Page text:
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Ford Capri

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Ever since Steve McQueen had bounced over San Francisco hills in a Ford Mustang fastback in Bullitt (1968), the design staff at Ford’s Dagenham headquarters had been desperate for a version for themselves – Rumour has it that they’d all been wearing black polo neck jumpers to work, too.

The Mustang was too big for the UK’s tiny trunk roads. The Capri, however, was perfect. It had the lines and, if you squinted hard enough, the pedigree of the Mustang. Unfortunately, originally it only had the 1300 and 1600 engine from the Cortina under its long, shapely bonnet when first launched in 1969.

As everything got Glam in 1970 though, the Dagenham boys got around to wedging the Essex straight-six from a Zodiac under the lid, and Hey Presto! The first Glam motor was born.

The Ford Capri coupe had a long bonnet – which meant that if you were involved in a head-on smash you had plenty of time to get out of the car before you even reached the accident – and a speedometer which guessed the speed you were going rather than actually knowing.

The dashboard was constructed from genuine plastic walnut and filled with clocks and dials set in holes of varying sizes.

As your Capri got older, its body would also gain holes of varying sizes – except these ones would be rusty ones.

Ford dared to compare the car with the BMW 3.0 CS Coupe, the Mercedes Benz 350 SL Coupe and the Aston Martin DBS V8. It was slower (top speed 122mph, 0-60 in 11.4 seconds) but it was a hell of a lot cheaper – £1,321 against the BMW’s £3,118, Merc’s £5,601 and Aston’s £8,349.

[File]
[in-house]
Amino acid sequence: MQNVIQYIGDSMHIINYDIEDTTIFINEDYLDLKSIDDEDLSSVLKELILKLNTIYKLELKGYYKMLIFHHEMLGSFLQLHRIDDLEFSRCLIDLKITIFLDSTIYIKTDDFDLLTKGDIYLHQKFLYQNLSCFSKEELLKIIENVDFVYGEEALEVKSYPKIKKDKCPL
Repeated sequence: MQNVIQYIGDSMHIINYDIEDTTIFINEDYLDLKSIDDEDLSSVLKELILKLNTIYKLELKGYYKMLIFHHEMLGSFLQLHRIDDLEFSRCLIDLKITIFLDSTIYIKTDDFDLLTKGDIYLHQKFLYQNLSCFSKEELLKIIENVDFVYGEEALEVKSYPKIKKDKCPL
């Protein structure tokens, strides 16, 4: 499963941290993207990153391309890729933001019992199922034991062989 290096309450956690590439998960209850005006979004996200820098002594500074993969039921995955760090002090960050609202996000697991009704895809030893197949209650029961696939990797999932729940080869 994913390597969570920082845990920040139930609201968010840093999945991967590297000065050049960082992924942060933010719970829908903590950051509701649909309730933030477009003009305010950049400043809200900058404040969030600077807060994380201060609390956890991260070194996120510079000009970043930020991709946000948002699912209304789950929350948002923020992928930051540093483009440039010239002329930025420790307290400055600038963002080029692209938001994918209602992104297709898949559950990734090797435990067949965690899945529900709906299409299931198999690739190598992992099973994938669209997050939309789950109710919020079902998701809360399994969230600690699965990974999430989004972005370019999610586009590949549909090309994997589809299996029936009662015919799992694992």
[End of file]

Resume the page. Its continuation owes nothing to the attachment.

The Capri proved so successful that Ford revamped the Cortina, playing on its rallying success to sell the MkIII which came in suitably Glam colours – yellow, orange, silver, brown (with black vinyl roof), purple and red.

The new model was fat and flared and bore a passing resemblance to the American muscle cars revving out of Detroit at the time.

The Capri underwent several revisions during the 1970s but it is probably the Mark 3 which people remember best. Neither the Capri nor the Mk III Cortina would outlast the Glam era, with the former adopting a more business-like look (plus 2.0 and 2.8 litre engines) and TV fame as the car of choice for Bodie and Doyle in Sweeney-rip off The Professionals in 1977, and the latter getting boxy again for the rust-prone Mk IV in 1977, which was very unloved by everyone, including mini-cab drivers (and they find it hard to dislike any car).

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